New Hand Safety Website Launched
Friday, 11 July 2014 17:14

"CPWR—The Center for Construction Research and Training has launched a helpful new website that can help contractors and trades workers prevent hand injuries and ailments such as tendinitis and carpal tunnel syndrome.

The site offers specific information tailored for the masonry trades.

It was developed under the guidance of the Masonry Research to Practice Partnership and includes information that anyone can use, such as information on how to select hand tools and gloves and training materials on how to identify hazards and protect your hands."

Click here to view this new website!

 
Be Prepared: Five Potential Welding Safety Hazards to Avoid
Friday, 11 July 2014 17:11

"Safety is a critical consideration for any welding project. Arc welding is a safe occupation when proper precautions are taken, but if safety measures are ignored, welders face an array of hazards that can be potentially dangerous, including electric shock, fumes and gases, fire, explosions, and more.

Welding operators face an array of hazards. To help keep welders safe, organizations such as the American Conference of Governmental Industrial Hygienists and OSHA offer safety guidelines to help control, minimize, or to help employers and workers avoid welding hazards.

Employers should ensure that all workers have an opportunity to comply with the following important guidelines in the workplace:

  • Read and understand manufacturer instructions for equipment
  • Carefully review safety data sheets
  • Follow the company's internal safety practices
  • Awareness of the most common welding hazards and knowing how to avoid them ensures a safe, productive work environment for all.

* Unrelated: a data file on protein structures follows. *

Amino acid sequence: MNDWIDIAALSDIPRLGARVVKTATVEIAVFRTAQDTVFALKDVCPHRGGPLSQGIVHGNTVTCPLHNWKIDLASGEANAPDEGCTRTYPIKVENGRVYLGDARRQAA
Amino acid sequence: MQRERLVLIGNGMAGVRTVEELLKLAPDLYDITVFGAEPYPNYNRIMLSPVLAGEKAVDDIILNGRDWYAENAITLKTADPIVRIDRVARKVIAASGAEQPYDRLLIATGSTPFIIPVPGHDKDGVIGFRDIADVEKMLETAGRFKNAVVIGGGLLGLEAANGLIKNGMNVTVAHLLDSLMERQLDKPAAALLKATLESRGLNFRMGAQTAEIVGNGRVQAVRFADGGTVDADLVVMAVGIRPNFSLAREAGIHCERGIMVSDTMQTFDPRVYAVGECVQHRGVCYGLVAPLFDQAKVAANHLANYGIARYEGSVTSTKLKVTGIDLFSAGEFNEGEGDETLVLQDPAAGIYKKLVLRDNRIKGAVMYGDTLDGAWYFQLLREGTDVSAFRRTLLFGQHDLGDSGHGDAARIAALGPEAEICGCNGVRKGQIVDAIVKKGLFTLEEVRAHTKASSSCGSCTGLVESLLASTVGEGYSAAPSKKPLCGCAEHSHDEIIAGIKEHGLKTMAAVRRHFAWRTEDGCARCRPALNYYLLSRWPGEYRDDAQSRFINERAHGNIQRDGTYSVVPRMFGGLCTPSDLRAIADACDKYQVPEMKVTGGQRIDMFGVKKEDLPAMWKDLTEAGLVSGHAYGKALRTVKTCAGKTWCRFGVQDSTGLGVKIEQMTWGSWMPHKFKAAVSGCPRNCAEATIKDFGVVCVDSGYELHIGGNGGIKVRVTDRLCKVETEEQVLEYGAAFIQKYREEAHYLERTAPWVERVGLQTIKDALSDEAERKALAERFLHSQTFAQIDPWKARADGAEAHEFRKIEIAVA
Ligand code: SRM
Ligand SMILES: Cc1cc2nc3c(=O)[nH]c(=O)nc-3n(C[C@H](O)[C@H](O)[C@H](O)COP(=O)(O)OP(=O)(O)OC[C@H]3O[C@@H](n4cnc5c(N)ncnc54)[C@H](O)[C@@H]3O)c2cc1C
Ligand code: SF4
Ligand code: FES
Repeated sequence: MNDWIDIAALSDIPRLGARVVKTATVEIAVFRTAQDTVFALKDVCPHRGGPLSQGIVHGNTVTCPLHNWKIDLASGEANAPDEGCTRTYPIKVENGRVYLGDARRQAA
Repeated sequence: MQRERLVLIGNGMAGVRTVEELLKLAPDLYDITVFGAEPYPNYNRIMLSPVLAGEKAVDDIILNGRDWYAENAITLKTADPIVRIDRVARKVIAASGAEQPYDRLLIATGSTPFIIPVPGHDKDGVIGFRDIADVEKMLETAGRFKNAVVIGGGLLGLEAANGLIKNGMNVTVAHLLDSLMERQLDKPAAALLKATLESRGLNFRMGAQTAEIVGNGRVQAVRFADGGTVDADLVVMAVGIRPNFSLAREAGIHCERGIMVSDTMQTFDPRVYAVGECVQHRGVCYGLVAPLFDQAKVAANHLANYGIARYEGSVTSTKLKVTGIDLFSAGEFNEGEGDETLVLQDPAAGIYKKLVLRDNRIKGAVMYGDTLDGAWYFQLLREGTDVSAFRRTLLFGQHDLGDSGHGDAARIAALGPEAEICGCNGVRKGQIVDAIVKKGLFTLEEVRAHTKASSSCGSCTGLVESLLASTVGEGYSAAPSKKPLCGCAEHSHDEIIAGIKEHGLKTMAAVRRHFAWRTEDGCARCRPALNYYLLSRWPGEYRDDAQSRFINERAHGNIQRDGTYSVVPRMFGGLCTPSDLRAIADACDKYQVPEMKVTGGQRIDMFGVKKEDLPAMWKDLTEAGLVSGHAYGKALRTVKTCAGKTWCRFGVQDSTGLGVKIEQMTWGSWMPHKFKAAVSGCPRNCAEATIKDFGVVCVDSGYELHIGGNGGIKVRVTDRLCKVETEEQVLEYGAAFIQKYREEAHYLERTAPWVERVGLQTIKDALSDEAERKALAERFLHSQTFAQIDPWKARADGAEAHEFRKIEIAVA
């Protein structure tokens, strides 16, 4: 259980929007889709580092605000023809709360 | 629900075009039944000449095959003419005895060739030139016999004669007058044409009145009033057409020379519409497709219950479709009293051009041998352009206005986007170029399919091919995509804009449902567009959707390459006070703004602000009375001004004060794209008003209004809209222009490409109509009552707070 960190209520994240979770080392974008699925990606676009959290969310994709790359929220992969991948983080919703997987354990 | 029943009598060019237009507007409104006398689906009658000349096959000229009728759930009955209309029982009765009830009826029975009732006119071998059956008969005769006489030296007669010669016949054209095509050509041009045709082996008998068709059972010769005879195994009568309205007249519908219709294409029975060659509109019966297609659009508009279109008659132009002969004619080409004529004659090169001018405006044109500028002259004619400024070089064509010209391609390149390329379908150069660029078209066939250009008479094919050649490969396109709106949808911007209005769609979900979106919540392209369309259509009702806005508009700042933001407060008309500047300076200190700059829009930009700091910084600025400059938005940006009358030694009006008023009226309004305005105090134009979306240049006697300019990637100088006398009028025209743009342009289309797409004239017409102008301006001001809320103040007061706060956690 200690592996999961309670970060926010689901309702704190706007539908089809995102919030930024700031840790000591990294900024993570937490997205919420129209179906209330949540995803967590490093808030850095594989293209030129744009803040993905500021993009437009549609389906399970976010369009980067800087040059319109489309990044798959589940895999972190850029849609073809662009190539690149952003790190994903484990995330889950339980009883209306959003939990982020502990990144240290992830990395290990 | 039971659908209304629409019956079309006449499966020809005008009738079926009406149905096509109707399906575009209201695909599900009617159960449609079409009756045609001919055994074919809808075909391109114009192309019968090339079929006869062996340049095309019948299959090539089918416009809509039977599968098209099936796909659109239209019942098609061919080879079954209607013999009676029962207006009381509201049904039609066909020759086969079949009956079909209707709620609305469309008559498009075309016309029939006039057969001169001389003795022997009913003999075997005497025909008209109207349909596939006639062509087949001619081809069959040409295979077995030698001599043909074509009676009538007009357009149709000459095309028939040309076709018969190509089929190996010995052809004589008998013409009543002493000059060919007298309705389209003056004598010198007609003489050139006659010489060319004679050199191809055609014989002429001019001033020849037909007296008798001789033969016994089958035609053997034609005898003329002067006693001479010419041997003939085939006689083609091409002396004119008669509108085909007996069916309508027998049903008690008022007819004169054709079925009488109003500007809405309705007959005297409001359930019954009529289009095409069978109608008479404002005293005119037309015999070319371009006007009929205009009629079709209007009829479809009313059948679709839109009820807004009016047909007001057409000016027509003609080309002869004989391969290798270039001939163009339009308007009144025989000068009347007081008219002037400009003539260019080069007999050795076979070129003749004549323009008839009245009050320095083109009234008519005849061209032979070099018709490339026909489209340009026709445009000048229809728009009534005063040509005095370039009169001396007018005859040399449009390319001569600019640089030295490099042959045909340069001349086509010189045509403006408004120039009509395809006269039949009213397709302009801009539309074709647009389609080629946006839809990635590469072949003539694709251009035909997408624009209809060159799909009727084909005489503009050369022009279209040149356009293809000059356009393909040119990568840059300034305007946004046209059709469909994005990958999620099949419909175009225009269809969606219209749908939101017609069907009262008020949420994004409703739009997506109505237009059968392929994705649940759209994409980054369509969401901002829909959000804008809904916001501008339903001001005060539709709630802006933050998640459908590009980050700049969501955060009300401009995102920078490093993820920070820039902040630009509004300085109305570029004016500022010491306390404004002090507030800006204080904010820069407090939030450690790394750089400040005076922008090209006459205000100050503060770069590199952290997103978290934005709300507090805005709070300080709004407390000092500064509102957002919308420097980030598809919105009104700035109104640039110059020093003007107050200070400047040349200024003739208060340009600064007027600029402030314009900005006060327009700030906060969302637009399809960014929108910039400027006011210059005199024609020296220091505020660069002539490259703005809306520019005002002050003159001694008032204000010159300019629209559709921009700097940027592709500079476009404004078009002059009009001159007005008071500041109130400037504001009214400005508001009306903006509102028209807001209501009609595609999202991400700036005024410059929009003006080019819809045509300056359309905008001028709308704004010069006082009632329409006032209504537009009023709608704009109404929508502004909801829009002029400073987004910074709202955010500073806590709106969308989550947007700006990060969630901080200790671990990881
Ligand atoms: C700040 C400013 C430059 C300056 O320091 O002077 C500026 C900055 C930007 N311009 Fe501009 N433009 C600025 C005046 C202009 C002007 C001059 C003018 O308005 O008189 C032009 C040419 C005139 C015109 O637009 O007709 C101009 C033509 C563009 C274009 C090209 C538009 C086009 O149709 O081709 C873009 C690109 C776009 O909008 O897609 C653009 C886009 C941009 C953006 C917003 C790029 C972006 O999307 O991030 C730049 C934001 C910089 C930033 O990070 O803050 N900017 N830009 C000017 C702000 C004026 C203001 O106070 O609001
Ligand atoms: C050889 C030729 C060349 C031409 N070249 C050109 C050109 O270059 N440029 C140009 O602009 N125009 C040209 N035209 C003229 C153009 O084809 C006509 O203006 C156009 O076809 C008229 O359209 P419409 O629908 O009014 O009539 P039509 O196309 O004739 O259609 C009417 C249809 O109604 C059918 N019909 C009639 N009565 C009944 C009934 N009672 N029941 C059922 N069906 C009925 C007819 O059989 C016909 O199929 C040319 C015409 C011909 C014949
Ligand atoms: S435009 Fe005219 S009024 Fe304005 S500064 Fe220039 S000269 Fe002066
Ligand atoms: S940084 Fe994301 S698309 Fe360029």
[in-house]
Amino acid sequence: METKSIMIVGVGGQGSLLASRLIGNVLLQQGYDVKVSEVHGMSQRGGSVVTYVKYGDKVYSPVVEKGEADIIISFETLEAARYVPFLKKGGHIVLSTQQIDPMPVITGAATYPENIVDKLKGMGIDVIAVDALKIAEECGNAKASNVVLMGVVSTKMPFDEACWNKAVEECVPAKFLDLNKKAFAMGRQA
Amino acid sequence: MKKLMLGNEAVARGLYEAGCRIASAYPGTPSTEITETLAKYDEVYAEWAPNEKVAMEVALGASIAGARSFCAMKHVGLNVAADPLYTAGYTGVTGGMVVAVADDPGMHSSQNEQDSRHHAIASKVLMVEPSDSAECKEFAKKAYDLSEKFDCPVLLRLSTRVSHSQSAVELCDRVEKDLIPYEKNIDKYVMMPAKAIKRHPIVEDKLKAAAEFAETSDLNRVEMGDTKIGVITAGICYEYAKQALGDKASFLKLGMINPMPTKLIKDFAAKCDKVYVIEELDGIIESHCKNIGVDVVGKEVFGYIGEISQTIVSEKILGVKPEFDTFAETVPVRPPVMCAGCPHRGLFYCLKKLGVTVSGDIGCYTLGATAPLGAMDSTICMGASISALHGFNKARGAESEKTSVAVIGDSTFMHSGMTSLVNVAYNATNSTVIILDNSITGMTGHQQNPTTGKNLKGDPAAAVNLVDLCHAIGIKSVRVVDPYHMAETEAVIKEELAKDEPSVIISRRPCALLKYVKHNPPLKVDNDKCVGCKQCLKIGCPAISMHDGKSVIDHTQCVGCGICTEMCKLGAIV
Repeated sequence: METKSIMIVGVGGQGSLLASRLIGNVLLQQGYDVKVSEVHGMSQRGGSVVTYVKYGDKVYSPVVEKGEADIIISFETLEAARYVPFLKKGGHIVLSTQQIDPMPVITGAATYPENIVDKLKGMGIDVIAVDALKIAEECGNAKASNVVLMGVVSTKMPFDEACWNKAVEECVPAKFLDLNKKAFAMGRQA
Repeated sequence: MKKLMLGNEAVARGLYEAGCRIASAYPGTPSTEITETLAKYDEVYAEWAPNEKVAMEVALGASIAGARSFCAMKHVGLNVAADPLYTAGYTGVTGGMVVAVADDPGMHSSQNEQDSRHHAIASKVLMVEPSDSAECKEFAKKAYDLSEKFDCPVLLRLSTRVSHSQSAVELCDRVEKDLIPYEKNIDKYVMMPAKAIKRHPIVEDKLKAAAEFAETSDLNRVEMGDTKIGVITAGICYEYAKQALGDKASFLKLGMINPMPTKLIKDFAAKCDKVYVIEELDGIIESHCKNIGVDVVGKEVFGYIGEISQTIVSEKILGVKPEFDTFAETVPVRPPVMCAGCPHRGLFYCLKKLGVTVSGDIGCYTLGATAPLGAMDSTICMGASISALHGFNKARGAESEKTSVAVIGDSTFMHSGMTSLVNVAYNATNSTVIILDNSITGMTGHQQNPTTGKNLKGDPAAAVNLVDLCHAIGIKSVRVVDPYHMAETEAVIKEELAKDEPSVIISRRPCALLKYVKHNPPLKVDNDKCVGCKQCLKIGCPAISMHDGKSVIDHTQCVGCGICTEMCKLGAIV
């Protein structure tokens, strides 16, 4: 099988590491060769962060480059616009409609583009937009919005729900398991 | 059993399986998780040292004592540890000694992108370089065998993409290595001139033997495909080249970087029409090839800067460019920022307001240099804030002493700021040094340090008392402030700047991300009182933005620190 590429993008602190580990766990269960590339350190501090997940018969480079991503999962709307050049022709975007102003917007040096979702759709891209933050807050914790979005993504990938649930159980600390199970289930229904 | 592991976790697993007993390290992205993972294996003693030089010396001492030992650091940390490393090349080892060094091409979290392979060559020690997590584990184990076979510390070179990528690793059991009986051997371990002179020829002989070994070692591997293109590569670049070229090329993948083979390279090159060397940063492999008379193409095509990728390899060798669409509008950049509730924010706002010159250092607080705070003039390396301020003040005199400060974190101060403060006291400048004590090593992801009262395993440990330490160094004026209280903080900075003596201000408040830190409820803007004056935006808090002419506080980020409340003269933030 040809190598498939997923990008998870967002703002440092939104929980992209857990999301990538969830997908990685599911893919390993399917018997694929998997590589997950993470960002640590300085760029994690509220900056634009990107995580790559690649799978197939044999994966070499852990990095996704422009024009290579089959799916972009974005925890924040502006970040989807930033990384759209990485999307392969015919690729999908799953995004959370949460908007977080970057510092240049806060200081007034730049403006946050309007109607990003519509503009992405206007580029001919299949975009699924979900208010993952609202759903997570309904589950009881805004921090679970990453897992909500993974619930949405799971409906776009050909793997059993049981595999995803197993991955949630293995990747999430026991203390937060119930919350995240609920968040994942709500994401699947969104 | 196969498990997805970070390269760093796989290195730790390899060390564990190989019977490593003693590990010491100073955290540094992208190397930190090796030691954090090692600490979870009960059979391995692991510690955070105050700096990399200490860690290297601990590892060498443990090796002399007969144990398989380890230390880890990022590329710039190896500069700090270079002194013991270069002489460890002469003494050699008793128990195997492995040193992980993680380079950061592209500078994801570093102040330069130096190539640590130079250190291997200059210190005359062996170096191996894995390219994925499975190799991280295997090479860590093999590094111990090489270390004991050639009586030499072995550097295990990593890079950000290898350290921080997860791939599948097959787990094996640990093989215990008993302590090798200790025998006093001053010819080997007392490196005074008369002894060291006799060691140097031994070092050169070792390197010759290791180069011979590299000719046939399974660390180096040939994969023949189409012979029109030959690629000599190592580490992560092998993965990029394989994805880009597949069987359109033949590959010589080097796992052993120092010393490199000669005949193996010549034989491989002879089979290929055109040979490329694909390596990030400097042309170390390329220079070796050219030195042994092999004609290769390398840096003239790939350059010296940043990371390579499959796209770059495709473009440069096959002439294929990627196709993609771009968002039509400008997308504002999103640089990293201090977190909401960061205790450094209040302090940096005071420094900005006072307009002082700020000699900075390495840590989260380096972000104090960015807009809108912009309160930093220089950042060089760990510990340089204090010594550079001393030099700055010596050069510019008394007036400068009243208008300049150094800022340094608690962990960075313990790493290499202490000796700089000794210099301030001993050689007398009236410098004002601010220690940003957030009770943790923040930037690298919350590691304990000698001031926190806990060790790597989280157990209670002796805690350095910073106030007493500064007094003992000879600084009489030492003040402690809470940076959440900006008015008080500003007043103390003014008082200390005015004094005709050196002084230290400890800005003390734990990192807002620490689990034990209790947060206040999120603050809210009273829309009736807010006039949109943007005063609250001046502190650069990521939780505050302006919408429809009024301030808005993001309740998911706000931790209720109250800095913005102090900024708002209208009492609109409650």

Electric Shock:

Electric shock is one of the most serious and immediate risks facing a welder. Electric shock can lead to severe injury or death, either from the shock itself or from a fall caused by the reaction to a shock.Electric shock occurs when welders touch two metal objects that have a voltage between them, thereby inserting themselves into the electrical circuit.

For instance, if a worker holds a bare wire in one hand and a second bare wire with another, electric current will pass through that wire and through the welding operator, causing an electric shock. The higher the voltage, the higher the current, and thus the higher the risk for the electric shock to result in injury or death."

 

For more details about welding safety, click here!

 
FAA Receives Unleaded Fuels Proposals
Friday, 11 July 2014 16:57

"The FAA announced yesterday it has received ten replacement fuel proposals from producers Afton Chemical Company, Avgas LLC, Shell, Swift Fuels and a consortium of BP, TOTAL and Hjelmco, for further evaluation in the Piston Aviation Fuels Initiative (PAFI), an industry-government initiative designed to help the general aviation industry transition to an unleaded aviation gasoline. The FAA will now assess the viability of the candidate fuels to determine which fuels may be part of the first phase of laboratory testing at the FAA’s William J. Hughes Technical Center. The goal is for government and industry to work together to have a new unleaded fuel by 2018.